Any possible objection you have to boxed wine is wrong, and I am here to tell you why.

It's better than you remember. Let's get this out of the way first, because I'm assuming it'll address the largest objection for most of you. You've had wine out of a box before, and it was terrible. Maybe you've even done a Tour de Franzia, the rules of which vary geographically but maintain the same endgame: drink as much Franzia as possible, then wake up a few hours later in a puddle of regret.

Here's the thing. Franzia is not boxed wine. Franzia is liquified headache with a splash of pink food coloring.

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Go to your local supermarket. Hell, go to Whole Foods. Head straight for the end of the wine aisle. There, you'll almost certainly find boxes of wine with fancy labeling and involved typefaces. These are almost uniformly decent or even very good wines that just happen to be in boxes. I'm partial to Bota Box Cabernet, but Black Box also does the trick. And there are endless varieties I haven't tried yet that I'm sure are equally delicious and won't turn your brain into a pain omelette the next morning.

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It's cost-effective. If you're the kind of person who regularly purchases bottles of wine that even remotely approach a three digit price tag, stop reading this right now and go back to polishing your megayacht's diamond-crusted poop deck. (Also I would love to hang out sometime).

For the rest of you who enjoy a glass or two or four to help make it through the week, if you're not buying your wine in box-form you're spending too much money. A Bota Box—just using as an example since that's what's in my pantry right now—costs $20. You can often find it on sale for less. And it holds the equivalent of four bottles of perfectly palatable vino.

Since Friday afternoon is not time for math, I'll do it for you. That breaks out to four five dollar bottles. That's cheaper than the Rex Goliath you turn to in a pinch, and Rex Goliath is objectively terrible.

It doesn't judge. There are times—and how many of them depends on your stress levels and self-acceptance, but we all have them—that you do not care to keep track of how many glasses of wine you've had. The clear bottle never lies, though; the high-water mark just keeps sinking lower and lower the deeper in you go.

But a box! A box keeps your consumption to itself. It's the Doctor Who TARDIS of alcohol; its contents seem impossibly outsized relative to its outward appearance. You couldn't keep strict track if you tried. You just enjoy yourself, in drunken, ignorant bliss, until the day your little plastic faucet runs dry. At which point you pull out your backup box and start all over again.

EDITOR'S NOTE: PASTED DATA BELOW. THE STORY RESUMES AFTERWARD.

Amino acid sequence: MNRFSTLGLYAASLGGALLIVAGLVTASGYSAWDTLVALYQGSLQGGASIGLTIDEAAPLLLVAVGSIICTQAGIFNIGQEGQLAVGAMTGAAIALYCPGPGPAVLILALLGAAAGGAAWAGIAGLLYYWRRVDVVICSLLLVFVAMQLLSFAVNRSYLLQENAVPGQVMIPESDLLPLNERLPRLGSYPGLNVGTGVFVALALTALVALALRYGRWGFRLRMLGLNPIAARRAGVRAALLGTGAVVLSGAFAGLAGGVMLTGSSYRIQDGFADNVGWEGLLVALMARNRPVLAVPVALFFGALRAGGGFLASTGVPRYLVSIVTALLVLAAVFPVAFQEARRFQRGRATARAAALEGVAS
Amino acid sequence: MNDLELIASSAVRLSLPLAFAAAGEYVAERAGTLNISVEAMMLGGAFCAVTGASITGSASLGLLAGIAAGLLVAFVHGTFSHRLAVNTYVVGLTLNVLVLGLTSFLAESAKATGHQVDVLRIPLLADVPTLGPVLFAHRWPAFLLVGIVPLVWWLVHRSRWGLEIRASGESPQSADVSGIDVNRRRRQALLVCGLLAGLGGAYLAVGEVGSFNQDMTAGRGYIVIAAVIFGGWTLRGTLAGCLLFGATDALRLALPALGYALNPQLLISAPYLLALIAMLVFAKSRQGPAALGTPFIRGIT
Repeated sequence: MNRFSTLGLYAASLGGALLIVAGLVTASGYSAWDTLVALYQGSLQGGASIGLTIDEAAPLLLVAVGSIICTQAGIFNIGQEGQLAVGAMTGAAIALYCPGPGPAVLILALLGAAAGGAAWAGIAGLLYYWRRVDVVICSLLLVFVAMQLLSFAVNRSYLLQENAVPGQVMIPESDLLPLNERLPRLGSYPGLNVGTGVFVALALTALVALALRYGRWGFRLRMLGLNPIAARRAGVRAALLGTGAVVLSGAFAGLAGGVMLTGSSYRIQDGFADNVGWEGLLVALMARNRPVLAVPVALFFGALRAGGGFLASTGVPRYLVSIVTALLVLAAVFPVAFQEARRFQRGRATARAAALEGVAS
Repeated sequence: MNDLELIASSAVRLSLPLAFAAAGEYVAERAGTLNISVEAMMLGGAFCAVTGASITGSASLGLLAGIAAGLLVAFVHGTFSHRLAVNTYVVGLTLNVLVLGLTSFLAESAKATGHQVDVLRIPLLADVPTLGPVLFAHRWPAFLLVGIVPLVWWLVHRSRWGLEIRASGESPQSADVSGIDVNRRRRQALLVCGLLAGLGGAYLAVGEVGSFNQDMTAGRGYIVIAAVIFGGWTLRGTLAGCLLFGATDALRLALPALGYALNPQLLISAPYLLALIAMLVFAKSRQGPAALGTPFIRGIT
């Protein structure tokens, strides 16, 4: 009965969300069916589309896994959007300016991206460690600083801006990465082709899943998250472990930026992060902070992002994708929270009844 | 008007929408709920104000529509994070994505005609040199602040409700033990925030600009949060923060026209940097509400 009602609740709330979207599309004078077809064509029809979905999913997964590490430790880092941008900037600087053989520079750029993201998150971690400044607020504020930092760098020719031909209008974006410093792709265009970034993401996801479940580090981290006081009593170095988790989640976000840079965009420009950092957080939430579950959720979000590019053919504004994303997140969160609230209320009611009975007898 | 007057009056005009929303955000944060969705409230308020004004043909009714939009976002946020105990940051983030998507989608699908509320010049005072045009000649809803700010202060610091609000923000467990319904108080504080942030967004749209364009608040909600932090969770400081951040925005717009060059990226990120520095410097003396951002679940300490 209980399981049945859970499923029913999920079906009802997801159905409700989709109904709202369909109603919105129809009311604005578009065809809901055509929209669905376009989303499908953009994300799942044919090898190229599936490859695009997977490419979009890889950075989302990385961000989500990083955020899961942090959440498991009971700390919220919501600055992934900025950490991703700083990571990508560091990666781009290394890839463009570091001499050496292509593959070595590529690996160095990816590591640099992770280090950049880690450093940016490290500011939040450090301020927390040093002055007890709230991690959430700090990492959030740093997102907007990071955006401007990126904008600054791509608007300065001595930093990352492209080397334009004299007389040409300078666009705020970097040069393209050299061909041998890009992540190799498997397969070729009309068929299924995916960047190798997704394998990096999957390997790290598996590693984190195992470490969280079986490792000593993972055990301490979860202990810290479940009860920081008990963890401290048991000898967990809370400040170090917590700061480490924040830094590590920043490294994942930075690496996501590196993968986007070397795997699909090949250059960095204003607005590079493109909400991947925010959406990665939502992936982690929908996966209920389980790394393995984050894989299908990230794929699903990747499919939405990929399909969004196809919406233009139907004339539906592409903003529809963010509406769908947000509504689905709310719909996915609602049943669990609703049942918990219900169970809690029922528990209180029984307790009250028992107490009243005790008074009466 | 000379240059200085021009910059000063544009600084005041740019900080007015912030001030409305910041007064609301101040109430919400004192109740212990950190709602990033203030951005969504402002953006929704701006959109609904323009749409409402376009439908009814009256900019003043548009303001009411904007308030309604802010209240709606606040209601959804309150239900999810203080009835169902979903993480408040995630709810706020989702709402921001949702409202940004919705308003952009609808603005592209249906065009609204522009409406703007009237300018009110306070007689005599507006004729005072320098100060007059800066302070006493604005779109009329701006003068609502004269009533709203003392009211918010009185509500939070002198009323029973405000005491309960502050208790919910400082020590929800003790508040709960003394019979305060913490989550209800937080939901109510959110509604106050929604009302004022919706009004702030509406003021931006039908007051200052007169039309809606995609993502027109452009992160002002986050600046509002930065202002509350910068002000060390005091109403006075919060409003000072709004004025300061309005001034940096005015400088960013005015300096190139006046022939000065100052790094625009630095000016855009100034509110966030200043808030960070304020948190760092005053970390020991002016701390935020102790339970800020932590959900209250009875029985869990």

I've never had this one but it looks classy as hell.

It's easier to store. It's easy to overlook the box part of boxed wine, or see it as necessarily pejorative. Far from it! Boxes can be stacked, sorted, shoved into closets. They can fit into any level of your fridge, not just awkwardly stuffed in the side-shelving. You can build a fort with them, or turn them into a tiny pyramid.

Comparatively, how you're forced to store bottles feels downright antediluvian. Wine racks. Wine refrigerators. Wasteful. Excessive. Chewing up counter space and floor space and wall space and, for the particularly wealthy, cellar space, all of which could go to better use. Can you turn a bottle of wine into a Back to the Future diorama when you're finished with it? I thought not.

It's portable. And that's to say nothing of durability! Going camping? Going on a picnic? Going from your car's trunk to your front door? You will have an infinitely easier time carrying a box with you than a bottle, much less four bottles, which is really how much you're carrying, because again, boxed wine contains multitudes.

If that amount seems daunting, don't worry; boxed wine isn't just boxes. You can also pick up a single-serve Tetra Pak of boxed wine brands like Bandit and Vendange and a host of others. It's like those coconut water containers, but 12 percent ABV.

How many gold medals have you won since 2004?

It lasts forever. Okay, not forever. But because the wine inside a box is never exposed to air, it doesn't go through the same oxidization process that bottled wine does the second you open it. That means that while you might squeeze 2-3 days out of a bottle of wine, you've got a solid month after your first pour to work through your average box.

No one has to know. If you for some reason feel deep shame about serving guests wine out of a box, just put it in a decanter. But you almost definitely don't need to because…

No one cares. I'm not under any illusion that I'm breaking new ground by declaring my love for wine that comes out of a box. Plenty of others have before me, plenty will after. There's just no stigma to it anymore, no reason to feel like you're drinking something lesser just because it doesn't have a cork.

In fact, the worst thing you can say about most boxed wine today is that you can't drink it ironically anymore. Which I guess means that Franzia's still good for something after all.

Top image by Jim Cooke and Sam Woolley

Photo credit: Flickr/jamesnord (Creative Commons)